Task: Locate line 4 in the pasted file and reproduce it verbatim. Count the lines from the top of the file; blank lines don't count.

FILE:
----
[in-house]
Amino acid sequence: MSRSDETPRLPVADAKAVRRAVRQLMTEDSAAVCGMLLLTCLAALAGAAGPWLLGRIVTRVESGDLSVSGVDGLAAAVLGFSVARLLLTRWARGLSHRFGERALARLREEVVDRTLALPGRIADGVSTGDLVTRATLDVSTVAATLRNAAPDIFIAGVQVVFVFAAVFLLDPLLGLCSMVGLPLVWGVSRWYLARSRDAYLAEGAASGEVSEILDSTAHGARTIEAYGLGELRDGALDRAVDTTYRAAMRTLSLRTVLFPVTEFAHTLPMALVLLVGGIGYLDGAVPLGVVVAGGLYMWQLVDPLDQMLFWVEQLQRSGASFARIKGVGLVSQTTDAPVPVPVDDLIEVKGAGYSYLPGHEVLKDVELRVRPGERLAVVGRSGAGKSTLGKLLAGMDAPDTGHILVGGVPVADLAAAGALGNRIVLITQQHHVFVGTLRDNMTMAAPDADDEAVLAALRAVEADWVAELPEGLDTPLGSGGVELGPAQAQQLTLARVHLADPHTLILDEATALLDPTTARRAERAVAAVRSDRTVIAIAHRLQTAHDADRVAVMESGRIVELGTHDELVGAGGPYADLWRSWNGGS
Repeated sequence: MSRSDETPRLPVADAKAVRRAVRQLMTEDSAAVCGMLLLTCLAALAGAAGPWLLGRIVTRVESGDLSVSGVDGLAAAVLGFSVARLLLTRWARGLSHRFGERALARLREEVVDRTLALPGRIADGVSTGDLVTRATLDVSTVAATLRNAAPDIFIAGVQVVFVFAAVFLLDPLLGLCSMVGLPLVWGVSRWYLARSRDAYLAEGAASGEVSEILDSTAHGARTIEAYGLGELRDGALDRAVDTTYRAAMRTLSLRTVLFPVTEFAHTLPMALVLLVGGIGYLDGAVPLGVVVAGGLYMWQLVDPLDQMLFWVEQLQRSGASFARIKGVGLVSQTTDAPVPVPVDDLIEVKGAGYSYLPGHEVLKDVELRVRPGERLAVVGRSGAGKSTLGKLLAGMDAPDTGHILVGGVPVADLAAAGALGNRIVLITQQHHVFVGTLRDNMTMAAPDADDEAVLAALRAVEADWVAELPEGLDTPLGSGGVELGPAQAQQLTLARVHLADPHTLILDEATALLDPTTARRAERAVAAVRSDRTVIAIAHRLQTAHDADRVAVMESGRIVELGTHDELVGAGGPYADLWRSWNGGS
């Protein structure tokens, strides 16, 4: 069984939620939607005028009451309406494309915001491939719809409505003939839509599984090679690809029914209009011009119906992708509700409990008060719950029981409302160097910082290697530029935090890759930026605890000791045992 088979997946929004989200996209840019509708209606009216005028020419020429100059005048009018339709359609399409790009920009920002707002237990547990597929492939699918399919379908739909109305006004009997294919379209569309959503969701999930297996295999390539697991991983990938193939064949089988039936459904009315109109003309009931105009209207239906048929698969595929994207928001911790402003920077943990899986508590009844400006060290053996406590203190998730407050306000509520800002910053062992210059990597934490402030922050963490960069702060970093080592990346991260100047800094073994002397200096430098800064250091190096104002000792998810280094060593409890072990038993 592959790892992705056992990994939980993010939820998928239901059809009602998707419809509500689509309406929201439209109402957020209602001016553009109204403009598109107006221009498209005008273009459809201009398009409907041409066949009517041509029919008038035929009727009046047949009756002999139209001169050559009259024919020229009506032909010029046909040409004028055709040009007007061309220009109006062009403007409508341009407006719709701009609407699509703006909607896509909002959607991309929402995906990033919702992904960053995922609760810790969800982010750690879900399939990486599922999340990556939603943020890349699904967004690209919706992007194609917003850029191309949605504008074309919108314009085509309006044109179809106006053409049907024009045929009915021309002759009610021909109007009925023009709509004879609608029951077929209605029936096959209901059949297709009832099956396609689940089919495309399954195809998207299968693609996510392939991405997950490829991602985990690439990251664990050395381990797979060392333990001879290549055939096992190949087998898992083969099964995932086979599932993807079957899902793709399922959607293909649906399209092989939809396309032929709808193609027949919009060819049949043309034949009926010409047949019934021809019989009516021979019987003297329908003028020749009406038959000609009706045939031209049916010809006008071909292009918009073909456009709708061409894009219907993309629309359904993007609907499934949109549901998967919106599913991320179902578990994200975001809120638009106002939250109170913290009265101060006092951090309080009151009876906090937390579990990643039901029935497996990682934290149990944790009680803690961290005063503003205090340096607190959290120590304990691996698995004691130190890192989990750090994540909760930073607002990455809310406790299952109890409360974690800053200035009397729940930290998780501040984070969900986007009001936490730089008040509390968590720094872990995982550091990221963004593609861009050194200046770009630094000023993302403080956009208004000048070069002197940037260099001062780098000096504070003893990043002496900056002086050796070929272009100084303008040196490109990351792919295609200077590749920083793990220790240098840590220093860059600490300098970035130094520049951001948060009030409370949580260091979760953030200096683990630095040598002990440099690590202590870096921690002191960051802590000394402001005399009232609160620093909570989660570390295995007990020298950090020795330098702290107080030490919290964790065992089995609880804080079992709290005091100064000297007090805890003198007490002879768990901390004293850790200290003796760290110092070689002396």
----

């Protein structure tokens, strides 16, 4: 069984939620939607005028009451309406494309915001491939719809409505003939839509599984090679690809029914209009011009119906992708509700409990008060719950029981409302160097910082290697530029935090890759930026605890000791045992 088979997946929004989200996209840019509708209606009216005028020419020429100059005048009018339709359609399409790009920009920002707002237990547990597929492939699918399919379908739909109305006004009997294919379209569309959503969701999930297996295999390539697991991983990938193939064949089988039936459904009315109109003309009931105009209207239906048929698969595929994207928001911790402003920077943990899986508590009844400006060290053996406590203190998730407050306000509520800002910053062992210059990597934490402030922050963490960069702060970093080592990346991260100047800094073994002397200096430098800064250091190096104002000792998810280094060593409890072990038993 592959790892992705056992990994939980993010939820998928239901059809009602998707419809509500689509309406929201439209109402957020209602001016553009109204403009598109107006221009498209005008273009459809201009398009409907041409066949009517041509029919008038035929009727009046047949009756002999139209001169050559009259024919020229009506032909010029046909040409004028055709040009007007061309220009109006062009403007409508341009407006719709701009609407699509703006909607896509909002959607991309929402995906990033919702992904960053995922609760810790969800982010750690879900399939990486599922999340990556939603943020890349699904967004690209919706992007194609917003850029191309949605504008074309919108314009085509309006044109179809106006053409049907024009045929009915021309002759009610021909109007009925023009709509004879609608029951077929209605029936096959209901059949297709009832099956396609689940089919495309399954195809998207299968693609996510392939991405997950490829991602985990690439990251664990050395381990797979060392333990001879290549055939096992190949087998898992083969099964995932086979599932993807079957899902793709399922959607293909649906399209092989939809396309032929709808193609027949919009060819049949043309034949009926010409047949019934021809019989009516021979019987003297329908003028020749009406038959000609009706045939031209049916010809006008071909292009918009073909456009709708061409894009219907993309629309359904993007609907499934949109549901998967919106599913991320179902578990994200975001809120638009106002939250109170913290009265101060006092951090309080009151009876906090937390579990990643039901029935497996990682934290149990944790009680803690961290005063503003205090340096607190959290120590304990691996698995004691130190890192989990750090994540909760930073607002990455809310406790299952109890409360974690800053200035009397729940930290998780501040984070969900986007009001936490730089008040509390968590720094872990995982550091990221963004593609861009050194200046770009630094000023993302403080956009208004000048070069002197940037260099001062780098000096504070003893990043002496900056002086050796070929272009100084303008040196490109990351792919295609200077590749920083793990220790240098840590220093860059600490300098970035130094520049951001948060009030409370949580260091979760953030200096683990630095040598002990440099690590202590870096921690002191960051802590000394402001005399009232609160620093909570989660570390295995007990020298950090020795330098702290107080030490919290964790065992089995609880804080079992709290005091100064000297007090805890003198007490002879768990901390004293850790200290003796760290110092070689002396």